• New!  Q&A:  “We cannot wait” — USAID sees urgency in pandemic (Devex — October 2, 2020) — Jim Barnhart returned to Washington from his post in Jordan to head the U.S. Agency for International Development’s Bureau for Resilience and Food Security in the middle of a pandemic that threatens to push hundreds of millions of people into hunger. The new bureau, created during USAID’s transformation, brings together a host of disciplines previously scattered across the agency — including food security, nutrition, water, resilience, and sanitation and hygiene — under the same roof to improve efficiency and promote multisectoral collaboration. Barnhart, who served as deputy assistant administrator in the old Bureau for Food Security before he went to the Middle East, also now heads Feed the Future as the global hunger initiative turns 10. “I came back into the role now heading the bureau with a certain set of expectations that I was well versed in the way the bureau was operating,” Barnhart said. “But the transformation that we underwent in adding water, elevating resilience, and nutrition to the bureau has really been something that I’ve had to get up to speed on very quickly because that’s new, and it’s exciting.”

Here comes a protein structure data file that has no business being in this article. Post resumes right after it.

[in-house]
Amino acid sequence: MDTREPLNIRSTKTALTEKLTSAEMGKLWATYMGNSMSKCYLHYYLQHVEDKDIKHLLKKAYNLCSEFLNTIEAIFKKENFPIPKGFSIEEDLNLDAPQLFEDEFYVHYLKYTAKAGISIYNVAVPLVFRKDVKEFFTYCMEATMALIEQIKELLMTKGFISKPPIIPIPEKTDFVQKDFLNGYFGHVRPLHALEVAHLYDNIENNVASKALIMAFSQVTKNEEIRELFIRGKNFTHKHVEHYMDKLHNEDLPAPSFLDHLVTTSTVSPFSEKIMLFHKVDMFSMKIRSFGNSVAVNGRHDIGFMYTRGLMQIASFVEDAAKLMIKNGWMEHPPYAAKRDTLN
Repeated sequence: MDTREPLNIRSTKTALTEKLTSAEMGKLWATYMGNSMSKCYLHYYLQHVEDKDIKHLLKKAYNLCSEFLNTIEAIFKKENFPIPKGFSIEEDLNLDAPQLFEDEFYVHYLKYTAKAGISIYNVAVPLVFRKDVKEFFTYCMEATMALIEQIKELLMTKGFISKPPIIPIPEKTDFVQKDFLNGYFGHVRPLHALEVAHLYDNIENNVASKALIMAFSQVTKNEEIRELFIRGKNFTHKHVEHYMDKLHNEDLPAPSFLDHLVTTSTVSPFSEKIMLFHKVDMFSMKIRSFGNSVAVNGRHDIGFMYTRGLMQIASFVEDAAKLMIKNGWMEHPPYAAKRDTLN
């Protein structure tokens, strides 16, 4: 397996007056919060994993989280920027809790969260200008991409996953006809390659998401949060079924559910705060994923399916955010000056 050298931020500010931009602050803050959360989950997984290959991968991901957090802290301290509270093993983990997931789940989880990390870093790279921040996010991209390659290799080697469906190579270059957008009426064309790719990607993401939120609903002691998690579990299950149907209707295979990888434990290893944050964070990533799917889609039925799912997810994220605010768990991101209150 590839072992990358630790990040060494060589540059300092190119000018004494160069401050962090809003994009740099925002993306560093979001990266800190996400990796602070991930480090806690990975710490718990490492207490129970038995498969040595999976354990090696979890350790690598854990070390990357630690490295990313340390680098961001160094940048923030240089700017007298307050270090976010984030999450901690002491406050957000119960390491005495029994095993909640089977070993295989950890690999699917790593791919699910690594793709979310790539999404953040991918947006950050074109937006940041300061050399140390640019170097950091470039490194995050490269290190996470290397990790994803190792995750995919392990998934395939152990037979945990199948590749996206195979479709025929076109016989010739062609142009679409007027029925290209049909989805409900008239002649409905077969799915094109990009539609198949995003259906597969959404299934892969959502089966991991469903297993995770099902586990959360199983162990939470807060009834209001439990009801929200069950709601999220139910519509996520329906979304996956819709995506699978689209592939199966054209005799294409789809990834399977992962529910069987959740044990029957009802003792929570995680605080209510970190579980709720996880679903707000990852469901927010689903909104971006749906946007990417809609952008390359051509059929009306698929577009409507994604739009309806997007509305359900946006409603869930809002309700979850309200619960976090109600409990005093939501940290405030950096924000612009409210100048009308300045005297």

• New! The Payne Fellowship: Boosting Diversity at USAID (AFSA, October 1, 2020)– The Donald M. Payne International Development Graduate Fellowship program was established in 2012 to attract outstanding emerging leaders from historically underrepresented backgrounds, as well as those with financial need, to international development careers in the USAID Foreign Service. With strong congressional support, the program is funded by USAID and administered by Howard University’s Ralph Bunche International Affairs Center. Since its inception, the Payne Fellowship has opened the door for qualified, educated and diverse young professionals to help USAID leverage their experiences as development professionals and diplomats. To date, 39 fellows have graduated and joined the USAID Foreign Service, and 20 more are currently completing the program. At the same time, over the past few months, several news articles, letters to the USAID Administrator and a Government Accountability Office report have all pointed to the lack of diversity at USAID, particularly in senior leadership positions. Simultaneously, there have been several internal dialogues and “listening sessions” at USAID about implicit bias, institutional discrimination and racism. The civil protests and anti-racism efforts in the United States and around the world highlight the difficult balancing act that Foreign Service officers navigate in terms of the American ideals of freedom and equality, and the implementation of those ideals in the United States and abroad. When coupled with other effective programs and initiatives, the Payne Fellowship is poised to help USAID address some of these issues.